Two Red Wing students advance to state geography beeRed Wing eighth-grader George Nemanich and fifth-grader Jonah Leise both have a long-standing love for geography and social studies.
By: Sarah Gorvin, The Republican Eagle
Red Wing eighth-grader George Nemanich and fifth-grader Jonah Leise both have a long-standing love for geography and social studies.
“My dad was a social studies teacher,” Nemanich said. “He got me interested in it. I started reading about it.”
“It’s always been my favorite subject,” Leise agreed. “I like the different cultures, the diversity. I like categorizing things.”
So it’s no surprise that both have qualified to compete in the 2012 Minnesota Geographic Bee next Friday in St. Cloud. Previously, Red Wing students Michael Diercks, Philip Mitchell and Tony Poss advanced to state in 2009, 2010 and 2011 respectively. Max Christensen competed at the state level in 2005, 2006 and 2007.
Though this year is the first time ever that a Red Wing fifth-grader has advanced to state.
“For Jonah to make it as a fifth-grader is outstanding,” Twin Bluff Middle School geography bee coordinator Bonnie Mettling said.
For both students, the path to the state competition began with a written geography test that all fifth-, sixth-, seventh- and eighth-graders took in December. All students, regardless of their grade level, took the same test.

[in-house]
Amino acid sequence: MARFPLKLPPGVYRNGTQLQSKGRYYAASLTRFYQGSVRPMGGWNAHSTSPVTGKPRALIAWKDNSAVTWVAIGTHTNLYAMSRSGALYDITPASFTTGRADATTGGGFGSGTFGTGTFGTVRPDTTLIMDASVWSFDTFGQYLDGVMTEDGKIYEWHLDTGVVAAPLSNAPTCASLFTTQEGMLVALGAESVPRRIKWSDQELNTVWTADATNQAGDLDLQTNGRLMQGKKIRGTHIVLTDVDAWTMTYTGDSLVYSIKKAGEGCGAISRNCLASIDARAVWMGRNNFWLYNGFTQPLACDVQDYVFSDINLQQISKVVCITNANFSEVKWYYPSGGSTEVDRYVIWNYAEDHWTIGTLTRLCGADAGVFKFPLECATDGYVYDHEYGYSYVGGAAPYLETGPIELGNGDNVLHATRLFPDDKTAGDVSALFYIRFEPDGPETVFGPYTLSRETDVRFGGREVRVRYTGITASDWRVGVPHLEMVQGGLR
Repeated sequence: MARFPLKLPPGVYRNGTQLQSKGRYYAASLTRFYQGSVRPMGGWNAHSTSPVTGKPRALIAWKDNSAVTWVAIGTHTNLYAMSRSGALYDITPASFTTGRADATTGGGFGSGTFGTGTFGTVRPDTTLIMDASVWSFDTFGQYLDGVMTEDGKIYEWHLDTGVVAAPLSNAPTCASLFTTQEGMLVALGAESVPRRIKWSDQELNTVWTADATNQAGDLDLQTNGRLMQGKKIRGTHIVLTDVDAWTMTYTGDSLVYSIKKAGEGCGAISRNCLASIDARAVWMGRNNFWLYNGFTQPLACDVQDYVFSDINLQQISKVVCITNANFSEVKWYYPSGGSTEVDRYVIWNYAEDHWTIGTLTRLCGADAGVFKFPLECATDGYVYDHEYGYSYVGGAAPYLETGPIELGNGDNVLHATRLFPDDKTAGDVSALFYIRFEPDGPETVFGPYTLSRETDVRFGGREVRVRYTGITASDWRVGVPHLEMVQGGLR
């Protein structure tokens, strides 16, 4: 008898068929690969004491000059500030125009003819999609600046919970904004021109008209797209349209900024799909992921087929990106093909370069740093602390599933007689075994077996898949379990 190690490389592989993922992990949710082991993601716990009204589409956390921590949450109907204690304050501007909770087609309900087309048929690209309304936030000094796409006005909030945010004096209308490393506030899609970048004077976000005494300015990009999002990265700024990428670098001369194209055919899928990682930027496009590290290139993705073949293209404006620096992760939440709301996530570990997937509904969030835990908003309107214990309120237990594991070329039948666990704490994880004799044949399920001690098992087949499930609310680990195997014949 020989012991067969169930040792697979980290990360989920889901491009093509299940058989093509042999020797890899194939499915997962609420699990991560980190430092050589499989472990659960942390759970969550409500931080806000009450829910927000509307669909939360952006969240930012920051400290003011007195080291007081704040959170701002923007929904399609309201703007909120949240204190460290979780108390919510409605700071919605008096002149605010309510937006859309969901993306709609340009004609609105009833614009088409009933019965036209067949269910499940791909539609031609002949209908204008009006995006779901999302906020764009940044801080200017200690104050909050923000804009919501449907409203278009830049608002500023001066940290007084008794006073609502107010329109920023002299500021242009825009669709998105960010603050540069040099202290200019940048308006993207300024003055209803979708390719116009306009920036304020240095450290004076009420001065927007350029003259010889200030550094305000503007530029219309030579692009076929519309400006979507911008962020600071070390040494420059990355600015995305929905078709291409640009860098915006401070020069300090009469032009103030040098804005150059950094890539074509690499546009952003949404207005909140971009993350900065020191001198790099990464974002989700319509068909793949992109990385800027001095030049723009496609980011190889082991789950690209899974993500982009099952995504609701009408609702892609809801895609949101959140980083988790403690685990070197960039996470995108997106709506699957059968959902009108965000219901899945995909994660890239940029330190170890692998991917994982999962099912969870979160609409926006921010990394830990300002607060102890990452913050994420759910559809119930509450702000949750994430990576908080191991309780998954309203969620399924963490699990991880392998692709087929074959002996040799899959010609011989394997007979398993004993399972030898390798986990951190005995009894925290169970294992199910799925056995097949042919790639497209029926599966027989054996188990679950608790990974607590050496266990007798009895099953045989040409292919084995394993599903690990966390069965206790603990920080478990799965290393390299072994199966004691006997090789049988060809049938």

From there, the top scorers then competed in their school’s bee. One was held at Twin Bluff for fifth- through seventh-graders and a second at the high school for eighth-graders.
Nemanich, the son of Mary and George Nemanich, is no stranger to these school-level geography bees. As a sixth-grader, he finished second and placed third as a seventh-grader.
“I was hoping I would do well,” Nemanich said of this year’s competition, which includes both written and oral answers about geography, countries and populations.
For Leise, the son of Michelle and Jim Leise, this was his first school geography bee. And even though he was competing against students one and two years older than him, he said he wasn’t too nervous.
“It wasn’t as hard as I thought it was going to be,” Leise said.
After taking the top spots in their schools, Leise and Nemanich each took a timed, written test to qualify for the state round. And though only the top 100 scorers in the state can compete in St. Cloud, both boys thought they had pretty good chances.
“I was feeling pretty good after that test,” Nemanich said.
“I felt pretty confident that I made it,” Leise said.
Earlier this month, their suspicions were confirmed, when both were invited to the state competition.
“I was pretty excited because I knew I was going to a higher level,” Leise said of when he learned he had advanced.
Now Leise and Nemanich are preparing for next week’s bee.
“I’m studying a little bit, looking at maps,” Nemanich said.
Leise is having his older sister, Elise, quiz him and studying a world atlas his uncle gave him for Christmas.
And while both are taking the competition seriously, neither is stressing out over it.
“I’m pretty excited, but not really nervous,” Nemanich said, adding that he’ll be happy with wherever he places in the competition.
For Leise, there’s really not that much pressure, even though the majority of the competitors will be eighth-graders.
“I can always make it next year,” he said. “And I’ll get to meet people who have the same interests as me.”